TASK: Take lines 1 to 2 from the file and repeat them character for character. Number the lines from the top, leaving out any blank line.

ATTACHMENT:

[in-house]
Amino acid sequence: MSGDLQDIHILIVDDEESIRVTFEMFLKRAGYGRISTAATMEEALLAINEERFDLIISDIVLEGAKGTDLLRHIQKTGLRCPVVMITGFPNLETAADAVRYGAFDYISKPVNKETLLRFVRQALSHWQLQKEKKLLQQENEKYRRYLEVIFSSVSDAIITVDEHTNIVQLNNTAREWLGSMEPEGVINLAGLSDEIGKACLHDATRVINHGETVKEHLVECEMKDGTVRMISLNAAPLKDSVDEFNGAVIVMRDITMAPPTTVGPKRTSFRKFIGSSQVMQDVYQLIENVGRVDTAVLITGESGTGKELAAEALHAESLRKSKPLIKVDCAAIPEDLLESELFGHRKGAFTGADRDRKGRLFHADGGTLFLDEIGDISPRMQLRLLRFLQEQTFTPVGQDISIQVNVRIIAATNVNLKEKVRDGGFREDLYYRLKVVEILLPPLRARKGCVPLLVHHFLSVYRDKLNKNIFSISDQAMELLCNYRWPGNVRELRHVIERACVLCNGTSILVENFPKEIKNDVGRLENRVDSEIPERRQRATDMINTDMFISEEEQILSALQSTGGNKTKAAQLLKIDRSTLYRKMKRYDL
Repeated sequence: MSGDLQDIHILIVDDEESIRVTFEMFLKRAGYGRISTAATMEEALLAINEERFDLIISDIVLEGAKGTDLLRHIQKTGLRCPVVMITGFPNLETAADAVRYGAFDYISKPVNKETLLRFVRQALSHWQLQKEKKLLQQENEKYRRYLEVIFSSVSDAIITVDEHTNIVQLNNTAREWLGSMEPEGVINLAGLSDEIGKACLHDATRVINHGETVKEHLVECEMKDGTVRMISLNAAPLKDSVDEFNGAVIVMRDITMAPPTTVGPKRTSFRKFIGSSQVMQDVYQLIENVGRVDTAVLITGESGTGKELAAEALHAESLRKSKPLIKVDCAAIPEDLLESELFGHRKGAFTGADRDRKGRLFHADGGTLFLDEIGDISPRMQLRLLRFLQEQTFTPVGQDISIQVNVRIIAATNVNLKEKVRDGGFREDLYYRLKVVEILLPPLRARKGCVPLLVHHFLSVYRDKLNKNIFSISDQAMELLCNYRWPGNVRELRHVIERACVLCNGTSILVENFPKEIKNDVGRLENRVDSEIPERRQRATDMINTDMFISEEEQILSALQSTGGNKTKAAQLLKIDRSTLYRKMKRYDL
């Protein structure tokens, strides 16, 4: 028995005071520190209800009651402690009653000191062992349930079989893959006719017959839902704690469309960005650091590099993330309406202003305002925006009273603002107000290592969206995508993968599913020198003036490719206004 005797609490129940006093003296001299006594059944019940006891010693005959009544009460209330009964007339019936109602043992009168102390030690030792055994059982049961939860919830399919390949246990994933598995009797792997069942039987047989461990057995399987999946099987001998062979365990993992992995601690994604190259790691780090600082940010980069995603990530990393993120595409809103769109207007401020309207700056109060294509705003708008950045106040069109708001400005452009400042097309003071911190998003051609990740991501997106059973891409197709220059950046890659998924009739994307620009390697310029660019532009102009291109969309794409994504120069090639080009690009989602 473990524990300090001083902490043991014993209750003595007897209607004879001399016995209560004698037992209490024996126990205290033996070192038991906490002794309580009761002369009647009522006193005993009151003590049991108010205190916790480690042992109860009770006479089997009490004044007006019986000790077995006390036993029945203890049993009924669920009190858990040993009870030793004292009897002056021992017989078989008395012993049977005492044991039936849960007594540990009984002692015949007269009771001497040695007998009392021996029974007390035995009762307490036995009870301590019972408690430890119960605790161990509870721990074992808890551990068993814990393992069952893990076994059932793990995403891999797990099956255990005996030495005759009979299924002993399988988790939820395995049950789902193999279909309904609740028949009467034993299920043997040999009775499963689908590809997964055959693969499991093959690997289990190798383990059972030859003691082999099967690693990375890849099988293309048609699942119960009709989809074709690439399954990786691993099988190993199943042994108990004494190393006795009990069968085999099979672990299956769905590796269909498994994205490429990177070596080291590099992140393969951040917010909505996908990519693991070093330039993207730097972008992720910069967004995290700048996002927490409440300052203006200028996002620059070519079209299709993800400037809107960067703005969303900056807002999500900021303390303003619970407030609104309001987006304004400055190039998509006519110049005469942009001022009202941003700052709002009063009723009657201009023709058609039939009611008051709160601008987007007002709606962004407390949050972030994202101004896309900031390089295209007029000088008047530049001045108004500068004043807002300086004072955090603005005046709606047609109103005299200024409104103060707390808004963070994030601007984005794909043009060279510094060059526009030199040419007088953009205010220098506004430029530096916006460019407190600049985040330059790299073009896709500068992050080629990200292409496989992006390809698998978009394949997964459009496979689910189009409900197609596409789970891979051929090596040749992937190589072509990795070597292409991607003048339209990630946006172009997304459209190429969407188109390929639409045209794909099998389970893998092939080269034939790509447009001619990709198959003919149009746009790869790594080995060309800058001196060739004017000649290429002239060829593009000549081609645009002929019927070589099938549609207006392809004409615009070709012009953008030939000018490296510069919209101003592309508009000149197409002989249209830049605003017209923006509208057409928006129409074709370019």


[in-house]
Amino acid sequence: MSGDLQDIHILIVDDEESIRVTFEMFLKRAGYGRISTAATMEEALLAINEERFDLIISDIVLEGAKGTDLLRHIQKTGLRCPVVMITGFPNLETAADAVRYGAFDYISKPVNKETLLRFVRQALSHWQLQKEKKLLQQENEKYRRYLEVIFSSVSDAIITVDEHTNIVQLNNTAREWLGSMEPEGVINLAGLSDEIGKACLHDATRVINHGETVKEHLVECEMKDGTVRMISLNAAPLKDSVDEFNGAVIVMRDITMAPPTTVGPKRTSFRKFIGSSQVMQDVYQLIENVGRVDTAVLITGESGTGKELAAEALHAESLRKSKPLIKVDCAAIPEDLLESELFGHRKGAFTGADRDRKGRLFHADGGTLFLDEIGDISPRMQLRLLRFLQEQTFTPVGQDISIQVNVRIIAATNVNLKEKVRDGGFREDLYYRLKVVEILLPPLRARKGCVPLLVHHFLSVYRDKLNKNIFSISDQAMELLCNYRWPGNVRELRHVIERACVLCNGTSILVENFPKEIKNDVGRLENRVDSEIPERRQRATDMINTDMFISEEEQILSALQSTGGNKTKAAQLLKIDRSTLYRKMKRYDL